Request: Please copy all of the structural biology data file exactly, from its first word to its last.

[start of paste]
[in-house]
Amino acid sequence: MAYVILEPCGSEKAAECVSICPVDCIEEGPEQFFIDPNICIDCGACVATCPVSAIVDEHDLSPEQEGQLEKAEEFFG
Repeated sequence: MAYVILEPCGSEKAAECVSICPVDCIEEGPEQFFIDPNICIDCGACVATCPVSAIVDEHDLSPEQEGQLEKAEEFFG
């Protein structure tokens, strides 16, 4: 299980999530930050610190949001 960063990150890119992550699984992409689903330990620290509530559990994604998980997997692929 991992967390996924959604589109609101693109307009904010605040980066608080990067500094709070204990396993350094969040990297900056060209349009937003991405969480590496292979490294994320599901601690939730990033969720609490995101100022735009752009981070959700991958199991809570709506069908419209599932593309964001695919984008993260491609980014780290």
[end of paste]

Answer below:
[in-house]
Amino acid sequence: MAYVILEPCGSEKAAECVSICPVDCIEEGPEQFFIDPNICIDCGACVATCPVSAIVDEHDLSPEQEGQLEKAEEFFG
Repeated sequence: MAYVILEPCGSEKAAECVSICPVDCIEEGPEQFFIDPNICIDCGACVATCPVSAIVDEHDLSPEQEGQLEKAEEFFG
């Protein structure tokens, strides 16, 4: 299980999530930050610190949001 960063990150890119992550699984992409689903330990620290509530559990994604998980997997692929 991992967390996924959604589109609101693109307009904010605040980066608080990067500094709070204990396993350094969040990297900056060209349009937003991405969480590496292979490294994320599901601690939730990033969720609490995101100022735009752009981070959700991958199991809570709506069908419209599932593309964001695919984008993260491609980014780290």